Knoedler asked forensic conservator to revise ‘negative’ report

James Martin of Orion Analytical says the gallery asked him to remove key findings, like a pigment that was not in use at the time of painting


The Knoedler gallery asked the forensic conservator James Martin of Orion Analytical to alter his report on two works purportedly by Robert Motherwell before a meeting with the Dedalus Foundation to discuss their authenticity, Martin testified on Thursday in a New York court. Knoedler had commissioned Martin to analyse the paintings after Dedalus, which maintains the Motherwell catalogue raisonné, told then-director Ann Freedman the paintings the gallery was handling were fake.

On 25 January 2009, E.A. Carmean, the former National Gallery of Art curator heading up Knoedler’s research, faxed Martin a marked-up copy of his report with revisions Carmean wanted him to make before a meeting at Dedalus the following Friday.  

Knoedler had told Martin the works dated from the mid-1950s, but the first page of the report said that “some information arising from analysis and research of materials used [is] inconsistent with the understanding that the paintings were made and purchased in the 1950s”. Carmean made a delete sign next to the paragraph and wrote in the margin, “too broad, negative and some elements have changed”.

The report also stated the works had traces of two red pigments that hadn’t been used until the 1960s, and an electric sander had apparently been used on the canvases. Carmean wanted those observations deleted as well.

Another handwritten note asked him to add: “At this point in analysis and research, no conclusions can be drawn regarding these two works”.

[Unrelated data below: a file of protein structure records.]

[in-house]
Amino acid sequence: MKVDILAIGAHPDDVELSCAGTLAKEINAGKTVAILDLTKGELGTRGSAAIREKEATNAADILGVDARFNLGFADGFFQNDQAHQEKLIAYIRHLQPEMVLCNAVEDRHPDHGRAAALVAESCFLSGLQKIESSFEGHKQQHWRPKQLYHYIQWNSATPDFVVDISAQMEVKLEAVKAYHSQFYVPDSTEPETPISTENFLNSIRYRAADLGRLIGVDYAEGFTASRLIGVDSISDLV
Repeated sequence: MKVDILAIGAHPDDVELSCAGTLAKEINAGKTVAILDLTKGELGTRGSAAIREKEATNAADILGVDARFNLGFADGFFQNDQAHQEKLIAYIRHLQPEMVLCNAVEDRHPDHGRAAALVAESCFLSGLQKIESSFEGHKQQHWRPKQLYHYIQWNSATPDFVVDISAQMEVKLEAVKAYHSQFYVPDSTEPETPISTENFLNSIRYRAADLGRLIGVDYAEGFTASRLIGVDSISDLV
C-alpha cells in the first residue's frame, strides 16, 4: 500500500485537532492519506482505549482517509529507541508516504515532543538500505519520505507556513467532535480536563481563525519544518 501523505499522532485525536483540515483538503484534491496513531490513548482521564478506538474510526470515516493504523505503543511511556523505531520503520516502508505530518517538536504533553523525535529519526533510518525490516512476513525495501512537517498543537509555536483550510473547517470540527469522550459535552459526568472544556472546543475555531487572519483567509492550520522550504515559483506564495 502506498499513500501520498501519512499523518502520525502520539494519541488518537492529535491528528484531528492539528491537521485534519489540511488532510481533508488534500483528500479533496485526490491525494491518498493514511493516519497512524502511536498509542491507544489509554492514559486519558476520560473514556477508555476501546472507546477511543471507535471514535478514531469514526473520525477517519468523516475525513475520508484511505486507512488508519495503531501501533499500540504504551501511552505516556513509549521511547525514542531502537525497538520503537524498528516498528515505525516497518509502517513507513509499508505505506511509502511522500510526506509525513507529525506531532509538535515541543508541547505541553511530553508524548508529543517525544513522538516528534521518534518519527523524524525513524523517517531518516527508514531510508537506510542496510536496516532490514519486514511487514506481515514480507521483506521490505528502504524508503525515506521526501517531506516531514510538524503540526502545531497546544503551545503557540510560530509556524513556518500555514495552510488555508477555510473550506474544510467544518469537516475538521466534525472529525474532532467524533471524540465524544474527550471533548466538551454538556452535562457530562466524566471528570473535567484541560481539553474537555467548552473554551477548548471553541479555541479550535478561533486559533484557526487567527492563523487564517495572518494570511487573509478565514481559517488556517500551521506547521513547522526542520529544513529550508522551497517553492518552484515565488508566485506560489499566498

Carmean “had asked me to delete many of the most relevant conclusions and say I hadn’t reached conclusions… I refused to do that”, Martin said.

Martin also testified about 15 other works brought to the gallery by Glafira Rosales that he examined, including the painting bought by the De Soles. Although there is no question the works are fake, the defendants are arguing that the De Soles “want you to believe that Knoedler should have hired a guy with a special microscope and the truth would have magically [appeared]”, as Knoedler’s lawyer Charles Schmerler said in his opening statement.  

Martin testified that some of the anomalies he found didn’t require special forensic instruments, were sometimes visible to the naked eye—such as a signature misspelling Jackson Pollock’s name—and could have been found with techniques used by any conservator. Knoedler commissioned condition reports on many of the Rosales works from a former conservator at the Mark Rothko Foundation Dana Cranmer, who testified last week that she examined the De Soles’s Rothko and “didn’t think it was a forgery”.